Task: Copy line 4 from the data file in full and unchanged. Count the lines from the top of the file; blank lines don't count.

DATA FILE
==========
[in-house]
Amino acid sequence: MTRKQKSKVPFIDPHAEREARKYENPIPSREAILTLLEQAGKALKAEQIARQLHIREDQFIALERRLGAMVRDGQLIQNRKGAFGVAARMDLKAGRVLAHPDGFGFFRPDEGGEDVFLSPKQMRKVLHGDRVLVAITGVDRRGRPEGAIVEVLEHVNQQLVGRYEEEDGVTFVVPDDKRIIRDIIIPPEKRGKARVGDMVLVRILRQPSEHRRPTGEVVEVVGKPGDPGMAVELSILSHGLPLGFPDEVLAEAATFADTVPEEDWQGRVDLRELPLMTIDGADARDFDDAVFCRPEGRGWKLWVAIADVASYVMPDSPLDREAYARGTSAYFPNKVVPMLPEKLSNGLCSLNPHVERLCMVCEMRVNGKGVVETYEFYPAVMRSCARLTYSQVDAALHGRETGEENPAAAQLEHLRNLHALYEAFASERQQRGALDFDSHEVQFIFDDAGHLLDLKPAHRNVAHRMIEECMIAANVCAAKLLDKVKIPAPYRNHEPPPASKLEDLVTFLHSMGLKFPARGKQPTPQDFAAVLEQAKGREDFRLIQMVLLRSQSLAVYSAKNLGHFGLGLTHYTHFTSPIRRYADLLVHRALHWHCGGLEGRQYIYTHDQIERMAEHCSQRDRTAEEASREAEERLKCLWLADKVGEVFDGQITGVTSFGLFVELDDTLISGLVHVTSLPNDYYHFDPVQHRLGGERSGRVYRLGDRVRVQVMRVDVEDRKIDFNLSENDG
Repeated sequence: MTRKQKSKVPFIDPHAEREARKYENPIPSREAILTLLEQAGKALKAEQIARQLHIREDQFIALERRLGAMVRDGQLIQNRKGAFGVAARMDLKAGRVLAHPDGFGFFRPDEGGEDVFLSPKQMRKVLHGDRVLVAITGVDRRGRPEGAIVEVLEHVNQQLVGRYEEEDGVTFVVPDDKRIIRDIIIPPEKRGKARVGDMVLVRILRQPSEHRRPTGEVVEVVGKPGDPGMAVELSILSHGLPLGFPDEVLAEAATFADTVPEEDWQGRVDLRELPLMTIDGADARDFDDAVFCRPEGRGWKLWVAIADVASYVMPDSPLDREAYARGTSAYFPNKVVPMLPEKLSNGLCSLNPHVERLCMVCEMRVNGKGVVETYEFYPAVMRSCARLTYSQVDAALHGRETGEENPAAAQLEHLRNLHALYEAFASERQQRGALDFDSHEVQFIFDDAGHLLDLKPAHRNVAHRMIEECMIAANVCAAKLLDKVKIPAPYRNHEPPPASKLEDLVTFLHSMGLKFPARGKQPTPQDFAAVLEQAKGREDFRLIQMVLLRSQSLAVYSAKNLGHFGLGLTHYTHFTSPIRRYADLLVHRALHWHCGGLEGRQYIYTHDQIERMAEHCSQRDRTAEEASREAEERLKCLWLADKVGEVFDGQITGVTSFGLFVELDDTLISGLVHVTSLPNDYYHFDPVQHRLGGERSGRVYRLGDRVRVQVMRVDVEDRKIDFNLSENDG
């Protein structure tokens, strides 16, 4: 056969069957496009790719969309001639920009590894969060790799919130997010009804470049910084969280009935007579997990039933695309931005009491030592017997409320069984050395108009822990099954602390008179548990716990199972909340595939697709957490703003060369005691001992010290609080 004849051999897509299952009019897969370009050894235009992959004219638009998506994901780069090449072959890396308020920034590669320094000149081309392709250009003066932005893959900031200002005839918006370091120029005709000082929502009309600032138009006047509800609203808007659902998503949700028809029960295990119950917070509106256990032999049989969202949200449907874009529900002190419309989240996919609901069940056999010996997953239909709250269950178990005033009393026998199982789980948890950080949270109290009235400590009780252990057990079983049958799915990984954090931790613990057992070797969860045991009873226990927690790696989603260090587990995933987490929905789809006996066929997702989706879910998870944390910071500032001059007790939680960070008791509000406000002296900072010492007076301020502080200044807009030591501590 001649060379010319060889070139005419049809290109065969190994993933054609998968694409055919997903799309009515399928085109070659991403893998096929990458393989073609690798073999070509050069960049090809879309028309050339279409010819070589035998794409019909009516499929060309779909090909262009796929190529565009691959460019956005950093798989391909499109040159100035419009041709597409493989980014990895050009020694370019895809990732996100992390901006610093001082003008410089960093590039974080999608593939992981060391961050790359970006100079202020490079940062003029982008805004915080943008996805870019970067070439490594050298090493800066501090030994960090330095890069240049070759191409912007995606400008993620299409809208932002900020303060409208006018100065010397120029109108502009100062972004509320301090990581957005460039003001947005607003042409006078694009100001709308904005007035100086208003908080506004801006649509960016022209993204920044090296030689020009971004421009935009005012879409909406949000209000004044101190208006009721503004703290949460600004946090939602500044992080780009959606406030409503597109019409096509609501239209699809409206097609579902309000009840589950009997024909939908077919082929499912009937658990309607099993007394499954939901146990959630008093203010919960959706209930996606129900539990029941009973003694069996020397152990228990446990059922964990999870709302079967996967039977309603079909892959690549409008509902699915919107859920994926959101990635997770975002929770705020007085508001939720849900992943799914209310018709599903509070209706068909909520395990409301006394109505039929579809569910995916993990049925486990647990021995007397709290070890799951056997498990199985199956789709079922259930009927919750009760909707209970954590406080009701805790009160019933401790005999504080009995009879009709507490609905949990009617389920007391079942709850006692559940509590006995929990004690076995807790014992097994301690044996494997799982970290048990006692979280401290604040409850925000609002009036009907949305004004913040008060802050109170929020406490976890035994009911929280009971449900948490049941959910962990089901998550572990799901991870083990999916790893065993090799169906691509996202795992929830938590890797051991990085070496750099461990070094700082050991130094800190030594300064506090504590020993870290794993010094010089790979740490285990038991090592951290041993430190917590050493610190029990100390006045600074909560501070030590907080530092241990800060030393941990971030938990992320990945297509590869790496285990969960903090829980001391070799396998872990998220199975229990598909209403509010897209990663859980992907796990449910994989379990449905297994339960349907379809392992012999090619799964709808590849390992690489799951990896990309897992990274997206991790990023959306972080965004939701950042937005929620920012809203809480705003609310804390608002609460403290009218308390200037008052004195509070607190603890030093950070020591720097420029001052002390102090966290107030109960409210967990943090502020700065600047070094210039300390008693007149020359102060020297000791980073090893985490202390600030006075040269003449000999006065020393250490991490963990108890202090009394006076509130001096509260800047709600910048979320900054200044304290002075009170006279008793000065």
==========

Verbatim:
């Protein structure tokens, strides 16, 4: 056969069957496009790719969309001639920009590894969060790799919130997010009804470049910084969280009935007579997990039933695309931005009491030592017997409320069984050395108009822990099954602390008179548990716990199972909340595939697709957490703003060369005691001992010290609080 004849051999897509299952009019897969370009050894235009992959004219638009998506994901780069090449072959890396308020920034590669320094000149081309392709250009003066932005893959900031200002005839918006370091120029005709000082929502009309600032138009006047509800609203808007659902998503949700028809029960295990119950917070509106256990032999049989969202949200449907874009529900002190419309989240996919609901069940056999010996997953239909709250269950178990005033009393026998199982789980948890950080949270109290009235400590009780252990057990079983049958799915990984954090931790613990057992070797969860045991009873226990927690790696989603260090587990995933987490929905789809006996066929997702989706879910998870944390910071500032001059007790939680960070008791509000406000002296900072010492007076301020502080200044807009030591501590 001649060379010319060889070139005419049809290109065969190994993933054609998968694409055919997903799309009515399928085109070659991403893998096929990458393989073609690798073999070509050069960049090809879309028309050339279409010819070589035998794409019909009516499929060309779909090909262009796929190529565009691959460019956005950093798989391909499109040159100035419009041709597409493989980014990895050009020694370019895809990732996100992390901006610093001082003008410089960093590039974080999608593939992981060391961050790359970006100079202020490079940062003029982008805004915080943008996805870019970067070439490594050298090493800066501090030994960090330095890069240049070759191409912007995606400008993620299409809208932002900020303060409208006018100065010397120029109108502009100062972004509320301090990581957005460039003001947005607003042409006078694009100001709308904005007035100086208003908080506004801006649509960016022209993204920044090296030689020009971004421009935009005012879409909406949000209000004044101190208006009721503004703290949460600004946090939602500044992080780009959606406030409503597109019409096509609501239209699809409206097609579902309000009840589950009997024909939908077919082929499912009937658990309607099993007394499954939901146990959630008093203010919960959706209930996606129900539990029941009973003694069996020397152990228990446990059922964990999870709302079967996967039977309603079909892959690549409008509902699915919107859920994926959101990635997770975002929770705020007085508001939720849900992943799914209310018709599903509070209706068909909520395990409301006394109505039929579809569910995916993990049925486990647990021995007397709290070890799951056997498990199985199956789709079922259930009927919750009760909707209970954590406080009701805790009160019933401790005999504080009995009879009709507490609905949990009617389920007391079942709850006692559940509590006995929990004690076995807790014992097994301690044996494997799982970290048990006692979280401290604040409850925000609002009036009907949305004004913040008060802050109170929020406490976890035994009911929280009971449900948490049941959910962990089901998550572990799901991870083990999916790893065993090799169906691509996202795992929830938590890797051991990085070496750099461990070094700082050991130094800190030594300064506090504590020993870290794993010094010089790979740490285990038991090592951290041993430190917590050493610190029990100390006045600074909560501070030590907080530092241990800060030393941990971030938990992320990945297509590869790496285990969960903090829980001391070799396998872990998220199975229990598909209403509010897209990663859980992907796990449910994989379990449905297994339960349907379809392992012999090619799964709808590849390992690489799951990896990309897992990274997206991790990023959306972080965004939701950042937005929620920012809203809480705003609310804390608002609460403290009218308390200037008052004195509070607190603890030093950070020591720097420029001052002390102090966290107030109960409210967990943090502020700065600047070094210039300390008693007149020359102060020297000791980073090893985490202390600030006075040269003449000999006065020393250490991490963990108890202090009394006076509130001096509260800047709600910048979320900054200044304290002075009170006279008793000065």